This is a moronic question. Here goes:

I have two lists, candidates_input and constraint_input. The function below finds the winning candidate in candidates_input for a given ordering of constraints in constraint_input by eliminating candidates that can't be the winner until only one is left. So I'm removing items from both input lists -- losing candidates and constraints that have already told all they can tell, then moving on to the next constraint.

I don't want to actually modify the original input lists, though, because I'll need them again. But inserting something like this at the beginning of the function:

```
remaining_candidates = candidates_input[:]
remaining_constraints = constraint_input[:]
```

And then substituting those new names for the old ones within the function seems to break the recursion. What am I doing wrong?

```
def OT_eval(candidates_input, constraint_input): #chooses an optimal candidate given candidates and constraint ranking
constraint = constraint_input[0] #highest ranked constraint
violations_list = [(len(re.findall(constraint, candidate)), candidate) for candidate in candidates_input]
violations_list.sort()
"""
Creating list of (num violations, candidate) duples for each candidate, then sorting on num violations
"""
for pair in violations_list: #checking each candidate against known optimal candidate
if pair[0] > violations_list[0][0]: #num violations > minimal violations
candidates_input.remove(pair[1]) #removing suboptimal candidate
if len(candidates_input) > 1 and len(constraint_input) > 0: #if further constraints needed,
constraint_input.remove(constraint) #remove current constraint and recurse
OT_eval(candidates_input, constraint_input)
elif len(candidates_input) == 1:
optimal_candidate = candidates_input[0]
print "Optimal Candidate: ", optimal_candidate
return optimal_candidate
elif len(candidates_input) > 1 and len(constraint_input) == 0: #more than one candidate left, but no more constraints
raise ValueError("Optimal candidate cannot be determined: check constraints")
```

The reason it "works" without making a copy is that when you make the recursive call, you don't return anything from it. Each recursive call re-filters the original data, and once you've returned from everything, the original data has been completely re-filtered. If you make copies, then successively more-filtered copies are created, but the original data is unchanged, and there is no way to access the more-filtered copies from the calling scope.

This is fixed by `return`

ing the result of the recursive call. At the point where you make the initial call, you would capture the return value (and perhaps reassign it to the original variable). Of course, for things to work properly, you'd need to return the same kind of thing everywhere that you return. So you'd return a (candidates_input, constraint_input) tuple so that you have that data, and **let the call site interpret the result**. Your code is confused; responsibility is not properly separated. There are two tasks here: filtering the data, and determining what the filtered data means.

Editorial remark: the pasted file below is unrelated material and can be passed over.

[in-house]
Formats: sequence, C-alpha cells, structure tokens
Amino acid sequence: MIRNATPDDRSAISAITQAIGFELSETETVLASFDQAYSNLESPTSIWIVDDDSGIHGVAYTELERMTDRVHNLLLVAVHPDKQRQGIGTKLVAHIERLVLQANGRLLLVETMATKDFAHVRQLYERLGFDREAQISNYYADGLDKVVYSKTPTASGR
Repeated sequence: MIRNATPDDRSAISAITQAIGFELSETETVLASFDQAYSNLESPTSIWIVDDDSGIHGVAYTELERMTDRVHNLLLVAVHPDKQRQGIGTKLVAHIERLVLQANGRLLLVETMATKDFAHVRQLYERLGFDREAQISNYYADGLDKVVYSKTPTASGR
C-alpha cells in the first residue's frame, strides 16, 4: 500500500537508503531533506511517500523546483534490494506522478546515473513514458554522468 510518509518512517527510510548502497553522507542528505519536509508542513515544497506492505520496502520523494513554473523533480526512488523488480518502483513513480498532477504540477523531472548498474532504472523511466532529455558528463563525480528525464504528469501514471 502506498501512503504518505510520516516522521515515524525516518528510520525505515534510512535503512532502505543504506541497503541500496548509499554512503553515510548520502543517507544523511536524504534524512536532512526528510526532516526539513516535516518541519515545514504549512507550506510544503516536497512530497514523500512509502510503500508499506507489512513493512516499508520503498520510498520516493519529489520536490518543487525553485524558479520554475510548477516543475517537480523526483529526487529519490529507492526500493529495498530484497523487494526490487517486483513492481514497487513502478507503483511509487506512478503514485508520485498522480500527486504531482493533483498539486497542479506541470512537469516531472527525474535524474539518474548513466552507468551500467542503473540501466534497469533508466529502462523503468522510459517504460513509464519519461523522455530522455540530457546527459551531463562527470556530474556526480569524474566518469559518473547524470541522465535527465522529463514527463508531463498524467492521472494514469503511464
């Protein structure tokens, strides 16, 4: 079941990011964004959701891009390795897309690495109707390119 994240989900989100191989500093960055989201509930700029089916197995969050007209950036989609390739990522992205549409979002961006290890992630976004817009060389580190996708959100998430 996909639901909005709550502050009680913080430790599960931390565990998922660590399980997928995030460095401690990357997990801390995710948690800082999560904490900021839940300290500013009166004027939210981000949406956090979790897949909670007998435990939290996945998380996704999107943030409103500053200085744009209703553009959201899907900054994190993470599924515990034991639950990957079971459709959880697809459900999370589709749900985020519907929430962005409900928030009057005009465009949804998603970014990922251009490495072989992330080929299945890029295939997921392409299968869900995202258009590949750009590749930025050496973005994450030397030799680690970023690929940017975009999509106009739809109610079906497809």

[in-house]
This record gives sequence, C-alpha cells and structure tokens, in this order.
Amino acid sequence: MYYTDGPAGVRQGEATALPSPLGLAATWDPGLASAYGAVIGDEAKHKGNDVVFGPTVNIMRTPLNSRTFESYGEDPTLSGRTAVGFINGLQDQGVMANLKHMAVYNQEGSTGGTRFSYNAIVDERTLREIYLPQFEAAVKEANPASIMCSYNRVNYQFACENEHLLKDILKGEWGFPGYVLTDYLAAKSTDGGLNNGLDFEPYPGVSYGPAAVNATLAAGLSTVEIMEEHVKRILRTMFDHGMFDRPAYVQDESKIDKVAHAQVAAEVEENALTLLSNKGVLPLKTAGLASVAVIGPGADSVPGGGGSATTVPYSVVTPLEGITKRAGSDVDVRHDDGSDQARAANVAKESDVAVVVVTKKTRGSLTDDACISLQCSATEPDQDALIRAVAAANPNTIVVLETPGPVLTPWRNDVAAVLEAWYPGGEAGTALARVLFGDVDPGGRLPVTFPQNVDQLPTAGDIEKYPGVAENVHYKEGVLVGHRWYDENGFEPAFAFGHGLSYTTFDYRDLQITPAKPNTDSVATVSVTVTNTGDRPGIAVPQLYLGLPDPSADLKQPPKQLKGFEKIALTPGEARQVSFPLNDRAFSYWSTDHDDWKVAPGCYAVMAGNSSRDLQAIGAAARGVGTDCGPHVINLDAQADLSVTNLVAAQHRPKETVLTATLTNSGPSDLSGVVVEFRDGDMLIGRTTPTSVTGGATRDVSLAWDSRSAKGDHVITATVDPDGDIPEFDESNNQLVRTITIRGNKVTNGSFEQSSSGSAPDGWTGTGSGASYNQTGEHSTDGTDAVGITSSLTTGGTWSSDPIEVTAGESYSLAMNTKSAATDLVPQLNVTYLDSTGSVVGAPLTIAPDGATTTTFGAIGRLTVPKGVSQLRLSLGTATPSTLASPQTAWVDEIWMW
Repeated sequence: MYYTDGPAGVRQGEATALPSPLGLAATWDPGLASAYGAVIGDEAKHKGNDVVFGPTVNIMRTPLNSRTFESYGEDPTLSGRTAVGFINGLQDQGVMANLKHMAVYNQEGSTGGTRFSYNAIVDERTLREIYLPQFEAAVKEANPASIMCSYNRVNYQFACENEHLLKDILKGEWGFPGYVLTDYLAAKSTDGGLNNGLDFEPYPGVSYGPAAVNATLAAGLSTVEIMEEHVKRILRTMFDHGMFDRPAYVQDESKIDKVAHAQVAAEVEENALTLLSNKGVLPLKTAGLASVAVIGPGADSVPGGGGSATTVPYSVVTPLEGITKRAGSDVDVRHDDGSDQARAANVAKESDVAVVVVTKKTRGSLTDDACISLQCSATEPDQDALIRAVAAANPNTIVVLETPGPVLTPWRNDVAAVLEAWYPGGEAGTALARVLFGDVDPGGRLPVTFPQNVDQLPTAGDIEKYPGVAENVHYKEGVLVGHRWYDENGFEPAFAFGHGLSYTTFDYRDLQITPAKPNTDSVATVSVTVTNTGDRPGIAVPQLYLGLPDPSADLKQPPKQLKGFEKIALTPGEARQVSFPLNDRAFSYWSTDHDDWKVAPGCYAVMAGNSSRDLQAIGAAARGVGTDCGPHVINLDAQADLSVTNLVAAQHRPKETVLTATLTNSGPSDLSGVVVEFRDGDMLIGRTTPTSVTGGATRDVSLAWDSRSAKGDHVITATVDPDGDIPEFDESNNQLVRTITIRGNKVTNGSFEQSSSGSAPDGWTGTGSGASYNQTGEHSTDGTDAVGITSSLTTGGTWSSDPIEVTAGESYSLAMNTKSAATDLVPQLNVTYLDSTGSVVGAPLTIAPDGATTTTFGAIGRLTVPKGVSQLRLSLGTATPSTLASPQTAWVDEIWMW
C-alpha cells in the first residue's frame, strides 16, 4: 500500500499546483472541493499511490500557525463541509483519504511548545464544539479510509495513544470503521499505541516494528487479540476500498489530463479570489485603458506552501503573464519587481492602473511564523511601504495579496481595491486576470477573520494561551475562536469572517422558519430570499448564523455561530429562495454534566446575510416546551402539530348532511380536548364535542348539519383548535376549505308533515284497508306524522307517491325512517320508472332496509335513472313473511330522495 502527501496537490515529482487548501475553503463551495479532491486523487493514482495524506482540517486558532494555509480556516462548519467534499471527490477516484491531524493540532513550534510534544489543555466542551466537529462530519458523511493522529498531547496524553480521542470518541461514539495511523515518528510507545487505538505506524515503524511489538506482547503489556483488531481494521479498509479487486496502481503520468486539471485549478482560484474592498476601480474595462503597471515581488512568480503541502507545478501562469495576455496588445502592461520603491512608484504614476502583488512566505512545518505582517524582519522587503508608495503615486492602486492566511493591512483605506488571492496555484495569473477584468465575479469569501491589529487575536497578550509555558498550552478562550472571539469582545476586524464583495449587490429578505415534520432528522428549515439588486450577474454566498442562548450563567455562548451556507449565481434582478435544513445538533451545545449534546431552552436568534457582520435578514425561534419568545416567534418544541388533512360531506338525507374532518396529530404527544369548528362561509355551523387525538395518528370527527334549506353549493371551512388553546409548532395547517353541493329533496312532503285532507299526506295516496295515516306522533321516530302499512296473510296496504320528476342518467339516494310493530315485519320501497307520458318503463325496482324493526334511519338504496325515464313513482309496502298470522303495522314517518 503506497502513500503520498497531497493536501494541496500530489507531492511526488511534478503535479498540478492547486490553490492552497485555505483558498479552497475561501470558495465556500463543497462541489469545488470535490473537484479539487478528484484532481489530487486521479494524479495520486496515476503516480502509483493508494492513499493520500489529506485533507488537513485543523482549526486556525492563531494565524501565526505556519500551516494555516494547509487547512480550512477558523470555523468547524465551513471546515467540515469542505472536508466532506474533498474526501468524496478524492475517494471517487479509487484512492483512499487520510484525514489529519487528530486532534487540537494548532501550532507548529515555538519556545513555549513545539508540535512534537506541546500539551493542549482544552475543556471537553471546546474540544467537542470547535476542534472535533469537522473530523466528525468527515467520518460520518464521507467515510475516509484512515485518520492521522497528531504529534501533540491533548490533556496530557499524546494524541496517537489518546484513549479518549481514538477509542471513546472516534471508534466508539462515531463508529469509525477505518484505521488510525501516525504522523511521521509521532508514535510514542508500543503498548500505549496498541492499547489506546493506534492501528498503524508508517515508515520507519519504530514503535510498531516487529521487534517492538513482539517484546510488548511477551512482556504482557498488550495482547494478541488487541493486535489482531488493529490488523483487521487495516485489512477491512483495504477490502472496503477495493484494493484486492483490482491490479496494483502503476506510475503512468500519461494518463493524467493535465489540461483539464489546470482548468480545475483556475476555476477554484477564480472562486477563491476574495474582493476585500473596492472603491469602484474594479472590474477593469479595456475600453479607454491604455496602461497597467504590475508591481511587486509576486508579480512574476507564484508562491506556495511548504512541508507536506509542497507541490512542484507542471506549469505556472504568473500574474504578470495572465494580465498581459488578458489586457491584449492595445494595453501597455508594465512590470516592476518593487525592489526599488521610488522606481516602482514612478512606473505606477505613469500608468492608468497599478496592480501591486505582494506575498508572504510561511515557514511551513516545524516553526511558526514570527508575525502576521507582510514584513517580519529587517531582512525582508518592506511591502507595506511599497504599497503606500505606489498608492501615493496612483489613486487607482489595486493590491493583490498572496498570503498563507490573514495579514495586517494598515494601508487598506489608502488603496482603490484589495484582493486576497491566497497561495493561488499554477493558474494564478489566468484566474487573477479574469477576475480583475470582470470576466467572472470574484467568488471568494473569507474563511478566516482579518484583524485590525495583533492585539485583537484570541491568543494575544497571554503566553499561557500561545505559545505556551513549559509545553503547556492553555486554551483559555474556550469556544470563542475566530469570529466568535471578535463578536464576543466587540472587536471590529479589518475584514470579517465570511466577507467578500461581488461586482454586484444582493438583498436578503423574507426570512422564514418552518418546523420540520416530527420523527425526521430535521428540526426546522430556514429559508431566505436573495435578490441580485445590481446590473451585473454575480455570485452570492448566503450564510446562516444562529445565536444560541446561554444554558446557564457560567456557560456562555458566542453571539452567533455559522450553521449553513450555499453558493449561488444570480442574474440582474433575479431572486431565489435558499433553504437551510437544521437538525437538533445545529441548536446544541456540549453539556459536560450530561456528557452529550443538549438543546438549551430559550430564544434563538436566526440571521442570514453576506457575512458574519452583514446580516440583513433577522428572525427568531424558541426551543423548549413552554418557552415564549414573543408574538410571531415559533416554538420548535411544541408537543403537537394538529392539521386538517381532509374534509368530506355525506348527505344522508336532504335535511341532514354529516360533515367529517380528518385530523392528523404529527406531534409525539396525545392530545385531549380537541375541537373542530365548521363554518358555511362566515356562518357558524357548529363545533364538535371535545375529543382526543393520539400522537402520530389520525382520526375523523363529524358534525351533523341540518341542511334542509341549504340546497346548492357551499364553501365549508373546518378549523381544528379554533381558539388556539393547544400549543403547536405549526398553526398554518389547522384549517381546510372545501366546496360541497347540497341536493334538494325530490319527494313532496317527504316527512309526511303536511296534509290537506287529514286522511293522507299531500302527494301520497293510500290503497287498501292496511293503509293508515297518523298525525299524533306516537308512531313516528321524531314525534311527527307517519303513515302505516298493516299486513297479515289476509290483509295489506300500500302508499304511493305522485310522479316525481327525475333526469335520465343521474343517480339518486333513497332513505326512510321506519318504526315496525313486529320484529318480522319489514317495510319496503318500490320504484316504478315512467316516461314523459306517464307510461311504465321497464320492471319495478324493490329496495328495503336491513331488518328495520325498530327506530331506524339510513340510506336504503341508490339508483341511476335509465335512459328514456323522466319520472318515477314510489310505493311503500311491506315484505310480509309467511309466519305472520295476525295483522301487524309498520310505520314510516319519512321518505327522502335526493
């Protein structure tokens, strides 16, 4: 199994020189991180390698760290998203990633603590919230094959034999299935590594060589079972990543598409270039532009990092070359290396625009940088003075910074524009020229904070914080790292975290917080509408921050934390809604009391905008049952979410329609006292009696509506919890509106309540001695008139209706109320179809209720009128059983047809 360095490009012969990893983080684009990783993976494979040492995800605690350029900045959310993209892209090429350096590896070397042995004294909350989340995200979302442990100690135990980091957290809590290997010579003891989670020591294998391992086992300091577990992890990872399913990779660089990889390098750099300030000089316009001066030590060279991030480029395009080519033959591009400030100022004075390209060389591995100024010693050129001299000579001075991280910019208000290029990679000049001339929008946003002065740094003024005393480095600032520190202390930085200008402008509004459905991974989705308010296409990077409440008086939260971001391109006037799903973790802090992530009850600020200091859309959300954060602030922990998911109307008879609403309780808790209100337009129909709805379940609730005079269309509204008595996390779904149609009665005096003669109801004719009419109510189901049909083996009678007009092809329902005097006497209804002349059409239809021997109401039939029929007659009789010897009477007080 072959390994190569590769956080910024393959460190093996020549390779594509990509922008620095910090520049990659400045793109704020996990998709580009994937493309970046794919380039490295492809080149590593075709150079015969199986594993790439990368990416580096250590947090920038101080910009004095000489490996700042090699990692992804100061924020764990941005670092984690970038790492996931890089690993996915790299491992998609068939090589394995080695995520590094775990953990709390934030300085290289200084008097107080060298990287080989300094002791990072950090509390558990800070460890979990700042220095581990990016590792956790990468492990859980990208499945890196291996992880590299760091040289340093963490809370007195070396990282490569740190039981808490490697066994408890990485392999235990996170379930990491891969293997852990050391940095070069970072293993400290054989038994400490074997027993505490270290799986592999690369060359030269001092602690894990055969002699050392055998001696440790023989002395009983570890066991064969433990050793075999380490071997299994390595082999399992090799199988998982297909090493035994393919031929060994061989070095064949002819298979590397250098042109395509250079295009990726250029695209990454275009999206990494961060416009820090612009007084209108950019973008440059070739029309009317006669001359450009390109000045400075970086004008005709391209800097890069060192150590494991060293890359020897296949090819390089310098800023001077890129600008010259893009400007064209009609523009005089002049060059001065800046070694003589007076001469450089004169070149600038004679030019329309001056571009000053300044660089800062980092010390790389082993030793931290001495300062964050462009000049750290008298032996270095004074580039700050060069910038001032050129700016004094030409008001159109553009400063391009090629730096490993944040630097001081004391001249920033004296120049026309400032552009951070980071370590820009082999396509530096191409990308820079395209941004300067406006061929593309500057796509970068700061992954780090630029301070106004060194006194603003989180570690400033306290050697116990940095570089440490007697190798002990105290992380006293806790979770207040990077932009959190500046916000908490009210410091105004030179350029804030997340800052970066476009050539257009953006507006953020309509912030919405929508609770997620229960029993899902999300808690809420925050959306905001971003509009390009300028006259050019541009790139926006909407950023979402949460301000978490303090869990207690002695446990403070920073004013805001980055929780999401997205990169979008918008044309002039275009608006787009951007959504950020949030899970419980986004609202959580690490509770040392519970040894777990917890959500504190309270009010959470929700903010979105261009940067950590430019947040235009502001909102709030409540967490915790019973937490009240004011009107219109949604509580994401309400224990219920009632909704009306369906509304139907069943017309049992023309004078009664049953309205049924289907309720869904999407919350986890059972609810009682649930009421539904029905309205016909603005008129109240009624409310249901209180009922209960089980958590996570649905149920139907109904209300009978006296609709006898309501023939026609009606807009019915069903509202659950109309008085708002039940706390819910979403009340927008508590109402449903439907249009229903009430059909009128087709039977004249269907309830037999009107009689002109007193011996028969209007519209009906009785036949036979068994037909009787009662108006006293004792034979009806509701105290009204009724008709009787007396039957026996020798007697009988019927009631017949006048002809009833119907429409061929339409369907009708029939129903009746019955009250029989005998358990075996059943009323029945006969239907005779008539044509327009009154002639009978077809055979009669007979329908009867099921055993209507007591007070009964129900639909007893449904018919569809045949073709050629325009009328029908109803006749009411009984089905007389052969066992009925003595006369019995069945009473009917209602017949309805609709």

When you write recursive code, you want it to be in a functional style, generally. That means: don't modify things in place, but instead create the modified versions. For consistency and neatness, you should be doing this even for sub-steps.

```
def OT_eval(candidates_input, constraint_input):
# It's much cleaner to handle base cases for recursion **first**.
if not (constraint_input and candidates_input):
# We ran out of one or the other. BTW, your original code doesn't
# consider the case of an overly constrained situation.
return (candidates_input, constraint_input)
constraint = constraint_input[0]
# At first I was going to replace the call to `.sort()` by using
# the free function `sorted` to maintain the "functional" theme.
# However, you don't really need to sort the list, as far as I can
# tell; you just need to find the minimum and use it as a basis for
# comparison.
violations = [
(len(re.findall(constraint, candidate)), candidate)
for candidate in candidates_input
]
# Now we create "all candidates with more than the minimum violations"
minimal_violations = min(violations)[0]
violators = [
candidate
for violation_count, candidate in violations
if violation_count > minimal_violations
]
# And hence "all candidates without that many violations"
good_candidates = [
candidate
for candidate in input_candidates
if candidate not in violators
]
# And now we can recurse.
return OT_eval(good_candidates, constraint_input[1:])
# Then, outside, we do the actual result processing and output:
final_candidates, final_constraints = OT_eval(candidates, constraints)
if final_constraints:
print "No candidates survived the selection process."
elif len(final_candidates) != 1:
print "Couldn't determine a winner."
else:
print "The winner is:", final_candidates[0]
```

Of course, now that the body of the function is cleaned up, you should be able to see trivially how to convert to iteration. Also, there's a needless complication here: since we're determining the number of violations for every candidate, it makes no sense to determine all the violators and filter them out: we could just determine all the good candidates directly via the opposite condition (left as an exercise).